Tummelson v. White, a 2015 4th District appellate case, considers the inconvenient topic of what rights a former cohabitant has to funds he contributed to a home after he gets ousted from it by an ex-.
The parties lived together for several years in two different homes and paid mortgage and household expenses from a joint account which each party periodically funded. When the couple broke up and plaintiff was kicked out of the (second) house, he sued to recover damages for equity from the sale of the first home and to recoup mortgage payments and a down payment he made on the second home. The trial court entered judgment for the plaintiff after an evidentiary hearing and assessed a constructive trust on about $17,000 of the equity gained from the sale of the first home. Defendant appealed.
In partially affirming the trial court, the Fourth District examines the nature of the constructive trust remedy, the legal status of joint checking account funds, and whether fiduciary duties apply to live-in partners.
Two essential elements of a constructive trust include (1) an identifiable property to serve as the basis (or “thing”) for the constructive trust, and (2) possession of that property by the person to be deemed the “constructive trustee.”
A constructive trust can generally apply in one of two situations: where there is actual fraud or where a fiduciary abuses his authority over a more vulnerable counterpart. The fiduciary relationship question itself distils to whether there is a fiduciary relationship (1) as a matter of law, or (2) as a matter of fact. A “matter of fact” fiduciary relationship applies where one reposes special trust and confidence in another, who, as a result of the trust and confidence, is able to gain a position of dominance and influence over the weaker party.
Critically, though, the superiority and influence must result specifically from the plaintiff’s trust and confidence placed in the defendant. It isn’t enough to say one party has influence over another in a vacuum.
The Court rejected plaintiff’s argument that defendant stood in a dominant position because the homes were titled in defendant’s name who could kick plaintiff out at any time. The Court found that a licensor’s (here, the defendant) control over a licensee (plaintiff) wasn’t the kind of control required to establish a fiduciary-in-fact relationship. Since there was no evidence that the defendant ever influenced the plaintiff to do anything involving the homes against his will (plaintiff paid the mortgage and household bills voluntarily), there was no abuse of fiduciary relationship.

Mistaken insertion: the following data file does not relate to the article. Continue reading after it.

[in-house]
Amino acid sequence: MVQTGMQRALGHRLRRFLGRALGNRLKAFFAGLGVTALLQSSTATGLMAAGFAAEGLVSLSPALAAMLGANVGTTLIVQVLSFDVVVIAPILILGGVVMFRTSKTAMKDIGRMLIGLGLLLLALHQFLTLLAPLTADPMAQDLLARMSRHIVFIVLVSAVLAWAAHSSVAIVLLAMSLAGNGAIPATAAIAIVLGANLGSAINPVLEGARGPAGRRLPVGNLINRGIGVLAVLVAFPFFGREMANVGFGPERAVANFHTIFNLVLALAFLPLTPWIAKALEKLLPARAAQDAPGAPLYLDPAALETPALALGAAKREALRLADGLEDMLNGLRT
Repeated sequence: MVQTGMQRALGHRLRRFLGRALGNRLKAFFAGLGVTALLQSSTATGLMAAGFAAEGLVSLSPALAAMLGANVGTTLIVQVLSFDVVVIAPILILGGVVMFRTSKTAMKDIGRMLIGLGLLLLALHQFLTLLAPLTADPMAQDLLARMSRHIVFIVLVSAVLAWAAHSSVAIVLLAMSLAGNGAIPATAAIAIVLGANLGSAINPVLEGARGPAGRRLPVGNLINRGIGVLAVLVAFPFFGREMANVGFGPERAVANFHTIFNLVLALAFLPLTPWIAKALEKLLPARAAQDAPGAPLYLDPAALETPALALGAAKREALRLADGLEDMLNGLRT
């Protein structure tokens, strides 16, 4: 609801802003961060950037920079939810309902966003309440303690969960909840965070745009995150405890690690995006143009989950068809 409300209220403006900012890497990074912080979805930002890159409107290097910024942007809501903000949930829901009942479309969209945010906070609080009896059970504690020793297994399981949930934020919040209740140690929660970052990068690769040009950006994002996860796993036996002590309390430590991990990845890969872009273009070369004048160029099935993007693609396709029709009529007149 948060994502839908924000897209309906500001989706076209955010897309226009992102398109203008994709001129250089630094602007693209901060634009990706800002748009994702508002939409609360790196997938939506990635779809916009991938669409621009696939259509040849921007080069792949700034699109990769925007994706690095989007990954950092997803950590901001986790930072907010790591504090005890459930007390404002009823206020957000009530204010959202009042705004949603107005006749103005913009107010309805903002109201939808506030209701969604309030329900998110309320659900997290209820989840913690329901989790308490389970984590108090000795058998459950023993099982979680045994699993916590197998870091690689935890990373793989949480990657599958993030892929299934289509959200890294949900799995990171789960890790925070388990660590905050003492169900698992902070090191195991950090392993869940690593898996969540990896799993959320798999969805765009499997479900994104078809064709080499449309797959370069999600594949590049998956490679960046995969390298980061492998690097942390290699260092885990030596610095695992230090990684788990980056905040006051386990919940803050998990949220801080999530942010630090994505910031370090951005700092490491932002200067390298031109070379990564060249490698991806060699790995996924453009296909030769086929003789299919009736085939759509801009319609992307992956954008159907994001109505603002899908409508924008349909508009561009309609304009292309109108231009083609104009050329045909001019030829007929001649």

Still, the Court affirmed the constructive trust finding. While fraud and breach of fiduciary duty are the usual constructive trust grounds, the device also applies to remedy unjust enrichment. That is, even though there is no wrongdoing a court can still impose a constructive trust to avoid unjust enrichment.
Citing secondary authority (American Law Institute and Restatement (Third) of Restitution), the Court noted that an established basis for unjust enrichment is where one party to a relationship resembling marriage makes tangible uncompensated contributions in the form of property or services and the other party enjoys the benefits of those contributions. In such a case, the person making the contributions has a restitution claim for the value of the property or services if and when the relationship fails.
The court disagreed that the plaintiff’s mortgage and home expense payments from the couple’s joint account were ‘contributions’ that could support an unjust enrichment finding. This is because under the law money deposited to a joint account is presumed a gift from one account “tenant” to the other.
Once plaintiff deposited funds into the joint account from which the mortgages were paid, those funds were no longer “plaintiff’s money.” Instead, the money deposited into the account became a gift to the defendant – the other account holder. As a result, no constructive trust could attach to plaintiff’s mortgage payments on the two homes.
The Court did agree with the trial court that the plaintiff should be able to recoup some of the money he put into the homes. It attached a constructive trust on the plaintiff’s $7,000 down payment towards the second home’s purchase price.
This case provides a useful summary of the factors involved in assessing fiduciary relationships and the constructive trust remedy. This court squarely held that actual wrongdoing is not required and all that’s necessary is unjust enrichment for a court to impose a constructive trust. Another key lesson is that deposits to a joint bank account are deemed gifts from one party to the other and that household expenses paid out of a joint account likely won’t be deemed a recoverable contribution by only one of the joint account holders.